Innocence and Justice Clinic

Photo of Mark Rabin and Darryl Hunt

Celebration of Darryl Hunt’s life set for Saturday, March 19, at Emmanuel Baptist Church

A funeral for Darryl Hunt, a Winston-Salem man wrongfully convicted of murder in a highly publicized case, will be held Saturday at Emmanuel Baptist Church. Hunt, who was 51, worked closely with the Wake Forest Law Innocence and Justice Clinic. Professor Mark Rabil, director of the  clinic, was an assistant capital defender in Forsyth County whose zealous advocacy led to the release and exoneration of Hunt after 19 years of incarceration.

“Twenty years of wrongful of incarceration and 12 years of being a voice for the voiceless is what killed Darryl Hunt,” Rabil said. “He embodied all that trauma  and took it on himself.” Continue reading »

Photo of Mark Rabin and Darryl Hunt

Vigil held for Darryl Hunt on Sunday, March 13, at Emmanuel Baptist Church

WINSTON-SALEM, N.C. — A vigil was held for exoneree Darryl Hunt, who worked closely with the Wake Forest Law Innocence and Justice Clinic, at 8 p.m. Sunday, March 13, at Emmanuel Baptist Church, 1075 Shalimar Drive, in Winston-Salem.

Continue reading »

Professor Mark Rabil discusses Netflix’s “Making a Murderer” documentary in Public News Service

Professor Mark Rabil discusses in Public News Service whether Steven Avery, the subject of the new documentary “Making a Murderer,” was given the presumption of innocence throughout his trial. Read the full story below.

Continue reading »

Photo of Mark Rabil

Professor Mark Rabil discusses the problem with mass incarceration in Diverse: Issues in Higher Education

Professor Mark Rabil was quoted in the following article, “Legal Experts Advocate Change in Mindset Toward Policing, Incarceration” in Diverse: Issues in Higher Education on Wednesday, Oct. 28. He discusses how the mass incarceration occurring in the U.S. today is akin to modern-day slavery. Rabil has been the director of the Innocence and Justice Clinic at Wake Forest Law since 2009. In 1984, Rabil began representing Daryl Hunt, a man who had been accused rape and murder, and spent the next 20 years proving that Hunt was innocent until he was finally released in 2003. Rabil has served Wake Forest Law in many capacities, from clinic supervising attorney to adjunct professor to full professor, since 1983. Continue reading »

Police car

‘Beyond Ferguson – Criminal Justice Reform for the 21st Century’ to feature discussion by police, prosecutors on Wednesday, Oct. 28

The Wake Forest Law Criminal Justice Program and the American Constitution Society will co-host, “Beyond Ferguson – Criminal Justice Reform for the 21st Century,” at noon on Wednesday, Oct. 28, in the Worrell Professional Center, Room 1312. Scheduled speakers include Walter Holton (JD ’84), former U.S. Attorney for the Middle District of North Carolina, Winston-Salem Police Department Capt. Natoshia James and Wake Forest Law Professors Mark Rabil and Kami Chavis Simmons, who is the director of the Criminal Justice Program. Continue reading »

Photo of Mark Rabil

Professor Mark Rabil participates in WFU ‘Mass Incarceration and the Criminal Justice System’ symposium

Professor Mark Rabil, director of the Innocence and Justice Clinic, spoke at the “Mass Incarceration and the Criminal Justice System” symposium held on Thursday, March 19, 2015, at ZSR Library on the Reynolda Campus of Wake Forest University. The symposium was held by The Humanities Institute of Wake Forest University.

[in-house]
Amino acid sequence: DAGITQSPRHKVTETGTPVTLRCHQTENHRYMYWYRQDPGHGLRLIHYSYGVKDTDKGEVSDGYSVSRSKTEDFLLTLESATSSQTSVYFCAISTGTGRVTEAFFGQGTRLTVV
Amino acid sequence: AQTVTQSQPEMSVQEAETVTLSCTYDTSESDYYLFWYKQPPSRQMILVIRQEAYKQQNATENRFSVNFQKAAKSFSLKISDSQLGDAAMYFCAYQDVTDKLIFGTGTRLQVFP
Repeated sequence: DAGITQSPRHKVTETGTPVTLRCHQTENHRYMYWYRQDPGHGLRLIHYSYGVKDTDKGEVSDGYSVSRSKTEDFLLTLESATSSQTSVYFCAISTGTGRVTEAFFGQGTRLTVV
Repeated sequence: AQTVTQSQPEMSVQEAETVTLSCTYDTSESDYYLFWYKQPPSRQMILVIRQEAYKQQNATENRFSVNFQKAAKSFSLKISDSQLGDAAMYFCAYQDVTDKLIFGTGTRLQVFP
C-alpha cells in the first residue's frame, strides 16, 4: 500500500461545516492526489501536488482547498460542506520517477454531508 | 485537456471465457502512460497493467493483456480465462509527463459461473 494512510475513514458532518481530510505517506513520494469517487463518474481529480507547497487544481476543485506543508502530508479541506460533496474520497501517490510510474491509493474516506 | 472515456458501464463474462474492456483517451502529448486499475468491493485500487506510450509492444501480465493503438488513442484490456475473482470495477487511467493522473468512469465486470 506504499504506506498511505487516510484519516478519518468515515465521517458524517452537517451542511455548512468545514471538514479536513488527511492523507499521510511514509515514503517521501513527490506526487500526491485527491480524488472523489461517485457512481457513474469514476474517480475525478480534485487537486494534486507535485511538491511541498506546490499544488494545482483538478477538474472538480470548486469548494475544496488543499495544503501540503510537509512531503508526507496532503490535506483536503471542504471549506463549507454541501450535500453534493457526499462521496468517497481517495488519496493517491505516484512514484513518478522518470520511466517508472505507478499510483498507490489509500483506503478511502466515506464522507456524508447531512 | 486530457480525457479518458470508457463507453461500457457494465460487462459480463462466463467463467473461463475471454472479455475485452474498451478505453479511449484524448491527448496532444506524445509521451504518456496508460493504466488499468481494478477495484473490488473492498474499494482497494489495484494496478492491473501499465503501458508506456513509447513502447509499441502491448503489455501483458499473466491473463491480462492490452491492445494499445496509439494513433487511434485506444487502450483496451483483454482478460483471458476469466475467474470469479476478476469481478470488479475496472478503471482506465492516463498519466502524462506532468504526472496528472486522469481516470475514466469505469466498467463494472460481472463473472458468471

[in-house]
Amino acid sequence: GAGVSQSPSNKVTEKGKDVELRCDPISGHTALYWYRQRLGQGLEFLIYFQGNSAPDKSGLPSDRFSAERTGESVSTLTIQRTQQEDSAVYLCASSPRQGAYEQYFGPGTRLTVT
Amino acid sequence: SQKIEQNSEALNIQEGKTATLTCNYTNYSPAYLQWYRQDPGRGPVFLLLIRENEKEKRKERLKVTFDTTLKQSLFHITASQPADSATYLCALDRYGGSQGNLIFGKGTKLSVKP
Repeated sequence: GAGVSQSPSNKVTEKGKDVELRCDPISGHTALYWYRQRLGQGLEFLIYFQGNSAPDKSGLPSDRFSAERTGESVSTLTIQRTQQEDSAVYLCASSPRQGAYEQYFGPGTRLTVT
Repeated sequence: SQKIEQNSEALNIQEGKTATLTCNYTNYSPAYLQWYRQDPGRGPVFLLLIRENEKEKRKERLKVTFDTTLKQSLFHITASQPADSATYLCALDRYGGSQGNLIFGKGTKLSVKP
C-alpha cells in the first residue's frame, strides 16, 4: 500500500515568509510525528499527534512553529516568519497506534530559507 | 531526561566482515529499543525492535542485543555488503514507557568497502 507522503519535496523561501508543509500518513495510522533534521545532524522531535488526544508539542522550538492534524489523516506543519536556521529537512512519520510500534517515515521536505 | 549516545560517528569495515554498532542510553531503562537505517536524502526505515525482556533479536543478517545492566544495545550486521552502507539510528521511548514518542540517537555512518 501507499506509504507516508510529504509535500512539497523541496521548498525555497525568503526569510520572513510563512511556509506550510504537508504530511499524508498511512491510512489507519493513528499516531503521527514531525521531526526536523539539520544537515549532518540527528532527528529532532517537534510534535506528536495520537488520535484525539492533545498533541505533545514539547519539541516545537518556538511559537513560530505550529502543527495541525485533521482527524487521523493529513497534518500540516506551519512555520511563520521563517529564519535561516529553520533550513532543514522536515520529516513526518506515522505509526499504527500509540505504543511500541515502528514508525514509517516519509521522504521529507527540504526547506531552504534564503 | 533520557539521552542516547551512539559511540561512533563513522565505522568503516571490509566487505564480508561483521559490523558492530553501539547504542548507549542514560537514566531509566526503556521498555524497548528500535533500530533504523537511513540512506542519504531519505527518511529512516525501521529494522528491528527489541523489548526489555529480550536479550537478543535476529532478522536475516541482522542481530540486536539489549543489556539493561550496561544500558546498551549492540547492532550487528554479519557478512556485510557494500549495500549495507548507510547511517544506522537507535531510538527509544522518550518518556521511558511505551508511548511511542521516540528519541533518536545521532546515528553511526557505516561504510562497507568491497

Continue reading »

WGHP FOX 8 airs special report on Innocence and Justice Clinic work

After working to free Darryl Hunt, a local attorney, Wake Forest Law Professor Mark Rabil, was inspired to create the Innocence and Justice Clinic — a passionate group of Wake Forest University law students that work to free inmates who’ve been wrongly convicted. Continue reading »

The Atlantic cites Darryl Hunt case as genesis of North Carolina’s Innocence Commission

The 2003 exoneration of Darryl Hunt in the Hunt case is cited as the genesis of the North Carolina Innocence Inquiry Commission in the article “Guilty, Then Proven Innocent,” published by The Atlantic on Monday, Feb. 9, 2015. Hunt was represented by Wake Forest School of Law Director of Innocence and Justice Clinic Mark Rabil in the lengthy case. The North Carolina Innocence Inquiry Commission was founded by the North Carolina General Assembly in 2007 and was the first of its kind in the nation. Since its nascence, the Commission has reviewed hundreds of innocence claims and conducted multiple hearings.  Continue reading »

A panel discussion regarding the death penalty was held at National Taiwan University on Tuesday, Dec. 16, which included former federal Judge Samuel Wilson ('74) as moderator; John Brownlee, former U.S. Attorney from Virginia; Leon Huang, a death penalty defense lawyer in Taiwan; and Professor Mark Rabil.

Professor Mark Rabil presents U.S. death penalty system to various groups in Taiwan

Professor Mark Rabil, director of the law school’s Innocence and Justice Clinic, joined the Honorable Samuel Wilson (’74) on a panel discussion regarding the U.S. death penalty system on Tuesday, Dec. 16, at Taiwan National University in Taipei. Also participating on the panel was Wilson’s former law clerk, John Brownlee, a former U.S. attorney in Virginia, and now head of while-collar crime for Holland & Knight. Continue reading »

Photo of Mark Rabin and Darryl Hunt

Professor Mark Rabil tells the Winston-Salem Journal death penalty on the way out

Juries in North Carolina handed out just three death sentences in 2014, helping contribute to the lowest number of people sentenced to death nationally in 40 years, according to a report from the Death Penalty Information Center. Continue reading »